Basic Federal Evidentiary Jurisprudence after Daubert–the judge/court as gatekeeper to keep junk science out

I have pasted here below a book review I did for the Journal of the American Association of Physicians and Surgeons (JPANDS) on the jurisprudence of evidentiary admissibility decisions that follows on the Supreme Court opinion written by Justice Harry Blackmun in Daubert v Merrill Dow 509 U.S 579 (1993)–a case involving a claim that Bendectin, a very popular and widely used drug for nausea and vomiting in pregnancy, made by Merrill Dow, caused birth defects.

The Trial court in Daubert created the new jurisprudence by, on its initiative, applied a more stringent admissibility standard for scientific testimony and evidence and denied the Daubert plaintiff’s experts an opportunity to testify and make claims about the alleged teratogenic toxicity of Bendectin. The trial court ruled against admitting the evidence for jury consideration because the experts had cobbled together scientific claims, not published in the scientific literature, and the claims appeared to be as effort to make a case based on the ipse dixit statement opinions of the experts without demonstrating reliable scientific methods. The Daubert Plaintiffs were relying on the old “generally accepted” rule that allowed experts with proper credentials to say what they wanted without proving up their evidence of reliability or providing good arguments for complying with acceptable scientific practice.

At the intermediate appellate level the Federal Circuit reversed and restated the Frye case (1929) that allowed testimony that was presented by “generally acceptable” scientific authority.

So it went to the Supremes and Blackmun, who was general counsel for the Mayo clinic during his private practice career, wrote the opinion.

Daubert It changed the nature of science advocacy in Federal Courtrooms, and was even imitated by many States, even though judges have been running away from it ever since. I would add that in civil tort cases toxic tort cases Daubert is very important. HOWEVER, IN ADMINISTRATIVE LAW CASES, INVOLVING CHALLENGES TO AGENCIES AND APPLICATION OF THE ADMINISTRATIVE PROCEDURE ACT TO STOP AGENCY RULES OR PRESCRIPTIVE ACTIONS, DAUBERT HAS BEEN NEUTRALIZED BY THE CHEVRON JURISPRUDENCE ALLOWING FEDERAL AGENCIES GREAT LATITUDE AND DISCRETION–TODAY WE PAY THE PRICE FOR THAT CHEVRON NONSENSE WHICH VIOLATES THE CONSTITUTIONAL PROHIBITIONS INHERENT IN THE SEPARATION OF POWERS.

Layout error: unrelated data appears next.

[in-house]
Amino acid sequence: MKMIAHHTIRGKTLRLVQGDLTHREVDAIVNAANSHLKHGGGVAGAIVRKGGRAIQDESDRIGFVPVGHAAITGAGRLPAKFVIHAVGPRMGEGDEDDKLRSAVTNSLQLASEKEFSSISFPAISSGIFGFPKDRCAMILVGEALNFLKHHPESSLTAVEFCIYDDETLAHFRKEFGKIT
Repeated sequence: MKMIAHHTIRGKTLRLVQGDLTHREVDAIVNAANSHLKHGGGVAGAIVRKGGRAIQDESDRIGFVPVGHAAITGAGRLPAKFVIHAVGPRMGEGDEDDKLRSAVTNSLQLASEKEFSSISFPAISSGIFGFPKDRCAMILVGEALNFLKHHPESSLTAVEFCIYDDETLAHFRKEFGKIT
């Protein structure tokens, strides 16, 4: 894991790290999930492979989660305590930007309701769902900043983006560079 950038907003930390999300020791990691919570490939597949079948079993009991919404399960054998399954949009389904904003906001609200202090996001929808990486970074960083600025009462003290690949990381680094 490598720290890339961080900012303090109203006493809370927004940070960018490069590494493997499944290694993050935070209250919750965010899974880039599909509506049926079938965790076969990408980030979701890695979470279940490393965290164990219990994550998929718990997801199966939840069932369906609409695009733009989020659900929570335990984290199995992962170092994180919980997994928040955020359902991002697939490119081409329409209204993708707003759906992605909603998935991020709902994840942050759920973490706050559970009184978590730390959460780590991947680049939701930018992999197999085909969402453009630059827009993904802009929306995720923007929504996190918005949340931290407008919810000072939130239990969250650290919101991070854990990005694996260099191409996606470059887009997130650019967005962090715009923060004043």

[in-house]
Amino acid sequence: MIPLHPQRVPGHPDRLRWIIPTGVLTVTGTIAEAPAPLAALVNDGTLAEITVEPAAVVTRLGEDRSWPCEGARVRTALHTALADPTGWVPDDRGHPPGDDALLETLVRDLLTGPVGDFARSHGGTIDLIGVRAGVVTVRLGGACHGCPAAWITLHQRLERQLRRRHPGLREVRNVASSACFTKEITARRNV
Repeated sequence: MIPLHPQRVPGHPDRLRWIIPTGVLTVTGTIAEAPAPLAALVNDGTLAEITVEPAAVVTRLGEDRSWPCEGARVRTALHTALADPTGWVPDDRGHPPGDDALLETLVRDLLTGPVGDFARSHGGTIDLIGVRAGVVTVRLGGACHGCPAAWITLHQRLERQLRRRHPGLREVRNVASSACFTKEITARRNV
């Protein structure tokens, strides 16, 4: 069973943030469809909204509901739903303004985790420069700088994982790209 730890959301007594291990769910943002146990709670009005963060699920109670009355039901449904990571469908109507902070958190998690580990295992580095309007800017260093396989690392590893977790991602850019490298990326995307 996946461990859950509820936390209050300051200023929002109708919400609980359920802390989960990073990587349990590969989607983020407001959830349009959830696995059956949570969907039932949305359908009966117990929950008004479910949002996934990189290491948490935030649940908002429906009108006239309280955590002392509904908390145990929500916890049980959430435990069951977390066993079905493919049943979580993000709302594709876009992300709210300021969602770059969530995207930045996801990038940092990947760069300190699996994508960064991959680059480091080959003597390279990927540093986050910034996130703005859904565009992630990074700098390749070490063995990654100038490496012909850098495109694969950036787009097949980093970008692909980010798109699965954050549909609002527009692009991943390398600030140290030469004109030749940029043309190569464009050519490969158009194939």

Please see the JunkScience archives on Daubert and Chevron jurisprudence if you really want to get into the weeds:

http://junkscience.com/?s=DAUBERT

http://junkscience.com/?s=Chevron+

In my opinion the best book written about Daubert and Science for a non legal audience appeared in 1997, 4 years after Daubert. Judging Science by Foster and Huber (MIT press 1997).

The best book for judges and lawyers is the Reference Manual on Scientific Evidence (National Academies Press 2011) authored and supervised by the Federal Judicial Center–the educational entity for Federal Judges.

Heres my book review of Judging Science and you can see it’s easy to sound smart if you are reviewing a book by smart authors.

Book Review
Judging Science: Scientific Knowledge and the Federal Courts

Foster and Peter W. Huber, 352 pp,
paperback, $32.00, ISBN-13 978-
0262561204, Cambridge, Mass., MIT
Press, 1997.

Judging Science concerns the implications
of the opinion of the U.S. Supreme Court in Daubert v Merrill Dow 509 U.S.
579 (1993), which changed the way science would be dealt with in U.S. courts
of law. In the case, the trial court granted
summary judgment and threw out the plaintiff’s expert testimony on the drug
Bendectin, made by Merrell Dow, which the plaintiff Daubert asserted caused his
birth defects. The trial court said the experts did not meet the standards for
good scientific testimony. The circuit court reversed the ruling
on appeal, holding that the old standard for scientific evidence admissibility
articulated in the case of Frye v. United States 293 F. 1013 (D.C. Cir. 1923), a less
stringent rule, allowed “generally accepted”scientific testimony. Then the U.S.
Supreme Court majority opinion, written by Justice Blackmun, affirmed the trial
court ruling, discarded the old
Frye rule, and substituted more rigorous tests for